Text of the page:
I consider a house to be just another income generating asset, in this case the income is the amount of rent I’d save, minus the costs to own. Currently, I see better value in other assets. You may well be right with regards to future inflation, in which case owning might well turn out to have been the better choice.

But think on these:
– Unlike in the US, Canadians typically need to renew their mortgages every 5 years or so. In an inflationary environment, you have to rent money from those who have it at the rates they can command.

– Western fiscal and monetary authorities haven’t seemed keen on tolerating inflation, which would help the borrower at the expense of the lender. We’ve already seen house price inflation at much higher rates than in the general economy; maybe you’re paying for a future increase that’s already happened?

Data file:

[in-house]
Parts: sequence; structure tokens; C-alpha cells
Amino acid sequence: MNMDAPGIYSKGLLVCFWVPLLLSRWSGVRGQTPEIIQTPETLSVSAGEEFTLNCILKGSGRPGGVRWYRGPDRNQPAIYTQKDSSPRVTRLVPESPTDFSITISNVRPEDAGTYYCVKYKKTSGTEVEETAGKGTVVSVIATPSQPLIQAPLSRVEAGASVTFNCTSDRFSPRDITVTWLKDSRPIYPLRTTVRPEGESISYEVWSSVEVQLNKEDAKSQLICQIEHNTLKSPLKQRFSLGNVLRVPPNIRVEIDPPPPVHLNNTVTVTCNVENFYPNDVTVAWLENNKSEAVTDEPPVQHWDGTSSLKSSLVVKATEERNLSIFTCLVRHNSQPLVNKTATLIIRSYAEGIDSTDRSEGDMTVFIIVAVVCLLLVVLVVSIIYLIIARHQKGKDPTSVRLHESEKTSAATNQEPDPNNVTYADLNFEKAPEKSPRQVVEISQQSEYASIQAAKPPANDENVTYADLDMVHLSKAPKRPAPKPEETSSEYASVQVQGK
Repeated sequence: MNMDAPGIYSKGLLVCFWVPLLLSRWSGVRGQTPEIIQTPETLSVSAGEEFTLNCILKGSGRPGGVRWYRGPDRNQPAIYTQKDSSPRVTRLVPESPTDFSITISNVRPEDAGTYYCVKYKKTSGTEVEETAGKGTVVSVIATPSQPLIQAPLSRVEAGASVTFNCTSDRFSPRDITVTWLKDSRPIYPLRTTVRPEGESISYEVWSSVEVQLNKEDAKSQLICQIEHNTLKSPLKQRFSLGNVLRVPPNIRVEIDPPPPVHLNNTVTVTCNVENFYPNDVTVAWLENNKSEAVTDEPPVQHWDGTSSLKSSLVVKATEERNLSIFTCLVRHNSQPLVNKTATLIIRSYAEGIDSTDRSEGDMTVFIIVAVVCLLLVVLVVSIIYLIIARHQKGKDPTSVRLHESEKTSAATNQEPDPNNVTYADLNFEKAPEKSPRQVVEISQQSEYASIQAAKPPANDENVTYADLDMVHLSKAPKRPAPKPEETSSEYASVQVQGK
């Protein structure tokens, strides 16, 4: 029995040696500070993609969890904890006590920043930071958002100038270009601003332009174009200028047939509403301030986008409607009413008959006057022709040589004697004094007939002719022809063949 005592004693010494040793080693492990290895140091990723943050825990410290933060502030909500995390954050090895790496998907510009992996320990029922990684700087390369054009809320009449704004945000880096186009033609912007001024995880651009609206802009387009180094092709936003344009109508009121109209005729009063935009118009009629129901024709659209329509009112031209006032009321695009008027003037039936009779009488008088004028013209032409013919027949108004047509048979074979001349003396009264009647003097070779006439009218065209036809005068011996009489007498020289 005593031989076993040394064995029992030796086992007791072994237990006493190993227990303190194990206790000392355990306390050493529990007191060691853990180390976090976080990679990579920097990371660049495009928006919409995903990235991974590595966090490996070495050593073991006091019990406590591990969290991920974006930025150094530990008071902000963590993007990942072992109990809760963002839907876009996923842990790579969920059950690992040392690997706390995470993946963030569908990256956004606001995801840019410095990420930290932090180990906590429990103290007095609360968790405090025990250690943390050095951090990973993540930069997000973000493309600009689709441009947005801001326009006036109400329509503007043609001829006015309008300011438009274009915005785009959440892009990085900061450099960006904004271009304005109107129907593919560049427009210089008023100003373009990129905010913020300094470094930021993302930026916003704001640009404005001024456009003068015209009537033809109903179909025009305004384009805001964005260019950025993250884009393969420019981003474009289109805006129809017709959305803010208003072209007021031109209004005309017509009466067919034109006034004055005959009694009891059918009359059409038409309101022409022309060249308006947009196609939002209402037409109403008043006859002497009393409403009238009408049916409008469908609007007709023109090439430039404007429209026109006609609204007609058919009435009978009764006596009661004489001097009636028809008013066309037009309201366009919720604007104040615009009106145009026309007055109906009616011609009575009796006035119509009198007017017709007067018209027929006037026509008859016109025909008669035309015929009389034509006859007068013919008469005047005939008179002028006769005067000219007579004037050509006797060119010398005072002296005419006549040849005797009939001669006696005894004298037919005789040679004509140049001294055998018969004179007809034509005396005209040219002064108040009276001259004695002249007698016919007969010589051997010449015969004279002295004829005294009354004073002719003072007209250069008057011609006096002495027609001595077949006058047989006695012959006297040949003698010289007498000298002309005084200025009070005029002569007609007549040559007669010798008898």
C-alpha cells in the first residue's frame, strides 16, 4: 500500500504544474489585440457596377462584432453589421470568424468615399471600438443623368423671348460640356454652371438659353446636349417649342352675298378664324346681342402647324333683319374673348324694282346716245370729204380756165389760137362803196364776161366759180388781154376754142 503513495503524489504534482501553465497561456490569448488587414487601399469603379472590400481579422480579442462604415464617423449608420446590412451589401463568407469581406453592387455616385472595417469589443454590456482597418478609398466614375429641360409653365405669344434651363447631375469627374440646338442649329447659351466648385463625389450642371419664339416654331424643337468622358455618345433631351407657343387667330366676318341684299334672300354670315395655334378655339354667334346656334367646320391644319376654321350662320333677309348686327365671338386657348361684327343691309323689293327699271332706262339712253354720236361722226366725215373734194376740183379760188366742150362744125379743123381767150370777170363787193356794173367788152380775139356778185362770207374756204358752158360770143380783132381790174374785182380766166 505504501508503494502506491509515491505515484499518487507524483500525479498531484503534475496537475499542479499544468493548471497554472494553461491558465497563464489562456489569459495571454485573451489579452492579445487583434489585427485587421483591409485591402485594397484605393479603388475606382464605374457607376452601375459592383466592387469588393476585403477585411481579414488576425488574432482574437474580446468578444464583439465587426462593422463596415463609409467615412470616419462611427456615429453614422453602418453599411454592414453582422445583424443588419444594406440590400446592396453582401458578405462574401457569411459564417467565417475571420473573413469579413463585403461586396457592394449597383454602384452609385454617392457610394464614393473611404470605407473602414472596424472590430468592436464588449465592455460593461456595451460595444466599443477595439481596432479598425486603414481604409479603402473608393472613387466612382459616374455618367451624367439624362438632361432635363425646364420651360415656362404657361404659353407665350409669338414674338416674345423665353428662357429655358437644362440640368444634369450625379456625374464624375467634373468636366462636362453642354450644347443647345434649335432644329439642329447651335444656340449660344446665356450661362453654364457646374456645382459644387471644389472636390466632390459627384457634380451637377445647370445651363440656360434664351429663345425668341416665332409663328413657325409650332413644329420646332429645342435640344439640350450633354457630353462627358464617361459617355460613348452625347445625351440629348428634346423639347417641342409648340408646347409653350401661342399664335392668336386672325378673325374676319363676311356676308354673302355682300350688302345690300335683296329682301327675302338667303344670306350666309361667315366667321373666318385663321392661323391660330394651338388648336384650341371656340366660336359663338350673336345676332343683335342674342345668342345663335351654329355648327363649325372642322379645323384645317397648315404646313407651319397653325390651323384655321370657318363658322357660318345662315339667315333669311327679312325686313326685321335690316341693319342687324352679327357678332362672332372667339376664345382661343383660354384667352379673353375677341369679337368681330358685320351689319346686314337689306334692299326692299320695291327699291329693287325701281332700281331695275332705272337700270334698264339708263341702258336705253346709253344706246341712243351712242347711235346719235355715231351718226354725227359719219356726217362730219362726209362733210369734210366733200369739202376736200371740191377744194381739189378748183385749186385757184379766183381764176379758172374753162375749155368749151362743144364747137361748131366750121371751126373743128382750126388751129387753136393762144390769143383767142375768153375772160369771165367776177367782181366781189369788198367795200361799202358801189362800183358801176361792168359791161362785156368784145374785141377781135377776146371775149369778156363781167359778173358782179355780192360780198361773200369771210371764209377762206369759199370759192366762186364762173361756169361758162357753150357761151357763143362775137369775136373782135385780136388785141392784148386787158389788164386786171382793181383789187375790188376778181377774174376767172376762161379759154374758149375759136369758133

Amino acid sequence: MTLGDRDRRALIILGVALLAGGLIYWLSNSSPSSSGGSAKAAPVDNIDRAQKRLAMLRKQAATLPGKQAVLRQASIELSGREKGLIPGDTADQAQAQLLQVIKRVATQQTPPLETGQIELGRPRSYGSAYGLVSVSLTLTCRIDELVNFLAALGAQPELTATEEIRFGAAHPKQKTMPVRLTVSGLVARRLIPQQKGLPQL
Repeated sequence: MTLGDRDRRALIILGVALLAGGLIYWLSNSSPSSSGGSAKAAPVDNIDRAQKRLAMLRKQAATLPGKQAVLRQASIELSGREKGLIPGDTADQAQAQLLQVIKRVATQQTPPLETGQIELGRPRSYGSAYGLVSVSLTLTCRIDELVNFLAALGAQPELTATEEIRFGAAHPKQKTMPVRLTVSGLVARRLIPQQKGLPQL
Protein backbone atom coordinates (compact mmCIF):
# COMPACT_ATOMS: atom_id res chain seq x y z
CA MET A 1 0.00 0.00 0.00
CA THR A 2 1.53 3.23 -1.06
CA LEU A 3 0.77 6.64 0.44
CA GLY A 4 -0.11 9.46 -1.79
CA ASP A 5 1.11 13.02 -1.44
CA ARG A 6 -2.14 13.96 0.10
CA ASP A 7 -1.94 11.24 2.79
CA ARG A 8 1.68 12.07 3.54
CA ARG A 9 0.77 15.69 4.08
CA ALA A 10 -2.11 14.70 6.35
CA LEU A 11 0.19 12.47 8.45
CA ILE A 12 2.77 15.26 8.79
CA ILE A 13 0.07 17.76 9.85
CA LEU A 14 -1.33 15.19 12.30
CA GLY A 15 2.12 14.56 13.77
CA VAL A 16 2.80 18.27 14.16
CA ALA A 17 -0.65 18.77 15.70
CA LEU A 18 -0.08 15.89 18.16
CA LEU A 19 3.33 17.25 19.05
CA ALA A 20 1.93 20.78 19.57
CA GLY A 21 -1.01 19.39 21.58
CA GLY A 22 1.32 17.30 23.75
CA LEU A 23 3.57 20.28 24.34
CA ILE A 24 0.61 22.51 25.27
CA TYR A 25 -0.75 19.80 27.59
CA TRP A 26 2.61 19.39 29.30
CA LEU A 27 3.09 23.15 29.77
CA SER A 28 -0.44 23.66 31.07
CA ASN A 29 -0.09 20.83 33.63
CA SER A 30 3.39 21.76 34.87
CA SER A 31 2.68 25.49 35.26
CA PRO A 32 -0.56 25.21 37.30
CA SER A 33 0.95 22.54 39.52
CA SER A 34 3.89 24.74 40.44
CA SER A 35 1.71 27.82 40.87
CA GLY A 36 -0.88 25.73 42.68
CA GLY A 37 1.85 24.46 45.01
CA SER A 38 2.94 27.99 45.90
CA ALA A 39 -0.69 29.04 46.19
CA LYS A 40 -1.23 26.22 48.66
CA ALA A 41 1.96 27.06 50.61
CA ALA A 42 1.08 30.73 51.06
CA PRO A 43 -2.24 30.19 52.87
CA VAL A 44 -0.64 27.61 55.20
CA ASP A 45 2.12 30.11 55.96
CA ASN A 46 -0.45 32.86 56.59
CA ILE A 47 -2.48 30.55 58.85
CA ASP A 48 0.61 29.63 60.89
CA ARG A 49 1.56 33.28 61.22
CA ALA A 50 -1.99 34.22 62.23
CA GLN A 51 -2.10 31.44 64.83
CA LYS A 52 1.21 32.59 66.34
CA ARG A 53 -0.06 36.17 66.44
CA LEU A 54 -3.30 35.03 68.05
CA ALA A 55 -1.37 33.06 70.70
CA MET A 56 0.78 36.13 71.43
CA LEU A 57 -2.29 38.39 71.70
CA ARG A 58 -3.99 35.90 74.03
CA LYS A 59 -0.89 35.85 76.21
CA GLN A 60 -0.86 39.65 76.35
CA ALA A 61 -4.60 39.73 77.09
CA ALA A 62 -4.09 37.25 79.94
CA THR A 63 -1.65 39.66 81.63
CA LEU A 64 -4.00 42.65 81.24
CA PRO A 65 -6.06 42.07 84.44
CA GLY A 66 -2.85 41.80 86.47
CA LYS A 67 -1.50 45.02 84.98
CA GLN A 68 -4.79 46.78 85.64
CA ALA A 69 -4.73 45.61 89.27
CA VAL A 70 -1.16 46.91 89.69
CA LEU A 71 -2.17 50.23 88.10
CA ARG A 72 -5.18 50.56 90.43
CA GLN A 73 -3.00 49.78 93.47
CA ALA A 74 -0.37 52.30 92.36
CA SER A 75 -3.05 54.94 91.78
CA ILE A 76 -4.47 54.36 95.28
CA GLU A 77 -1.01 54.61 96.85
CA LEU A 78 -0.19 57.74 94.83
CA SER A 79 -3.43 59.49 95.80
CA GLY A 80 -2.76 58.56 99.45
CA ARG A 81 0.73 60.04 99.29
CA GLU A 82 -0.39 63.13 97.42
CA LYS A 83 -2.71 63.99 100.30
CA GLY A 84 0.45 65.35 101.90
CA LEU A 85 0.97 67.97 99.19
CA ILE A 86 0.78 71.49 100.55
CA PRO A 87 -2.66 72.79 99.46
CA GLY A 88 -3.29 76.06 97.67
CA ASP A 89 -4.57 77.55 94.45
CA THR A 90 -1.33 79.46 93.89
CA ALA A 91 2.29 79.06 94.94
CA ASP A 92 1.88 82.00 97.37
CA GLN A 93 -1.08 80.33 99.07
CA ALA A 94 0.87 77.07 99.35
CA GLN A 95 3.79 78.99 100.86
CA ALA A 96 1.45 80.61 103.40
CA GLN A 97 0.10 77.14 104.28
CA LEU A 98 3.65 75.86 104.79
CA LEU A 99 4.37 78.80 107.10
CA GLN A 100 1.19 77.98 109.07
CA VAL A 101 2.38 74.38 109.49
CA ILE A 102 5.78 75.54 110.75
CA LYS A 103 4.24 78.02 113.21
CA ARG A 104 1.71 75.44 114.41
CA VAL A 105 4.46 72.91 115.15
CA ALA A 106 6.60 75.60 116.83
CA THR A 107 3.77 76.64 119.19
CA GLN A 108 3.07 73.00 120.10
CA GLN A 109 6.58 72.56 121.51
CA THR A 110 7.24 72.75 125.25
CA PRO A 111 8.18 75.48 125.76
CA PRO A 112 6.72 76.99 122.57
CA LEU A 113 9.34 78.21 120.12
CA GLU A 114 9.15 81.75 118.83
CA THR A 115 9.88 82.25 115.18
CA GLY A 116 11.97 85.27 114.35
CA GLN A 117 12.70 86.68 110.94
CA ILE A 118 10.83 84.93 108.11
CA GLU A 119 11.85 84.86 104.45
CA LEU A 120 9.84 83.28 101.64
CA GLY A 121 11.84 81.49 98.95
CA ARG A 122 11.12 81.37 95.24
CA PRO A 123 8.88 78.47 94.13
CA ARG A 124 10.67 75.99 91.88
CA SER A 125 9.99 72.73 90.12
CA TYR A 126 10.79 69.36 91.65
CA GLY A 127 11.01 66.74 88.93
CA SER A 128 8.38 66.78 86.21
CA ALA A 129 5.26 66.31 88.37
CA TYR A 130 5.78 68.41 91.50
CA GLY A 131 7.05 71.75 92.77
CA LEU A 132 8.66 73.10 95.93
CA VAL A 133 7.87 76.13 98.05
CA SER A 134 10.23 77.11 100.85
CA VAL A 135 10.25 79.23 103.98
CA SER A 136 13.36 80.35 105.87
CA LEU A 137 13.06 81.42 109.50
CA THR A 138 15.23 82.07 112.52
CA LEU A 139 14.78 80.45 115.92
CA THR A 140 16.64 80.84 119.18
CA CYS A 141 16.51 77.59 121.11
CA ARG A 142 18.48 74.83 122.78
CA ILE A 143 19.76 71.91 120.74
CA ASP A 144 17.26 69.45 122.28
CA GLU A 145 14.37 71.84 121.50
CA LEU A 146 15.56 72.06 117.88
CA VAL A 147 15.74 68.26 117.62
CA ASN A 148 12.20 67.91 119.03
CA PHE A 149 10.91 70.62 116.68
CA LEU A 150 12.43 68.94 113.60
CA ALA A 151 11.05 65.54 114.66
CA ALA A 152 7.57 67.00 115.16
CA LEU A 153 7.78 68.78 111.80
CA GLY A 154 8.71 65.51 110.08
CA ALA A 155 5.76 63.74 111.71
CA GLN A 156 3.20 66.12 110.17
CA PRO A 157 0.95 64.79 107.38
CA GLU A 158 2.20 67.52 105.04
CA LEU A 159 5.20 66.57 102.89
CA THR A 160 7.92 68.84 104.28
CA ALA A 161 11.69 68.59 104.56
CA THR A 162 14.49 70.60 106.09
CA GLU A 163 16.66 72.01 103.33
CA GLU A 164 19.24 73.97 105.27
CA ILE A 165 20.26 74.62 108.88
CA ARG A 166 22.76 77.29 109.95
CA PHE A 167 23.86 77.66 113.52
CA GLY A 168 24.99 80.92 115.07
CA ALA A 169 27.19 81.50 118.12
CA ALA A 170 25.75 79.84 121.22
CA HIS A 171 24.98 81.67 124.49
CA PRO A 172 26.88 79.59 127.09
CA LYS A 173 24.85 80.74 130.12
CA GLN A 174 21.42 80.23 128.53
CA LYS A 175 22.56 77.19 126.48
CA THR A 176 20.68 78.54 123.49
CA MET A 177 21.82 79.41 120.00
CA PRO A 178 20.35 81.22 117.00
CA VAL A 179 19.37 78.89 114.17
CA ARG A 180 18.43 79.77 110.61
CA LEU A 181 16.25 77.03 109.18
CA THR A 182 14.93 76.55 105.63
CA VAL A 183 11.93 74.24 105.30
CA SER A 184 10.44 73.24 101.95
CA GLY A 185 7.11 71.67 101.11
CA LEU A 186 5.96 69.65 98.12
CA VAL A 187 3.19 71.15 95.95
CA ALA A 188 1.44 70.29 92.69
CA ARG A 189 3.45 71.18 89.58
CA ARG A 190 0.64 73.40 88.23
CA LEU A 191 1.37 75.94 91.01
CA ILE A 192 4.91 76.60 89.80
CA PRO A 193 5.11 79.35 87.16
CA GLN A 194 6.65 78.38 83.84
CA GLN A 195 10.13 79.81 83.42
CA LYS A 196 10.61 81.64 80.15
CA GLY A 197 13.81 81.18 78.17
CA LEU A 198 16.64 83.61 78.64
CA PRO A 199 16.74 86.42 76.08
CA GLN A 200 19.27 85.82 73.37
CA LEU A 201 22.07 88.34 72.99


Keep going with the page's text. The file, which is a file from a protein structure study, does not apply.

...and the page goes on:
With high leverage, low interest rates and long repayment schedules, you can put together a spreadsheet showing how owning wins, because it doesn’t take much tweaking of house price and rent inflation and interest rates to make a winning case. I think today’s marginal buyer hasn’t even bothered to fudge the numbers, believing that prices will always go up, or at least not go down much, for long. Me, I just keep buying stuff that pays me to own it.

#122 Canadian Watchdog on 01.21.14 at 2:04 pm

Here we go again with dropping mortgage rates

Falling bonds yields could push mortgage rates lower in coming weeks as banks compete in the spring housing market, traditionally the strongest real estate period of the year.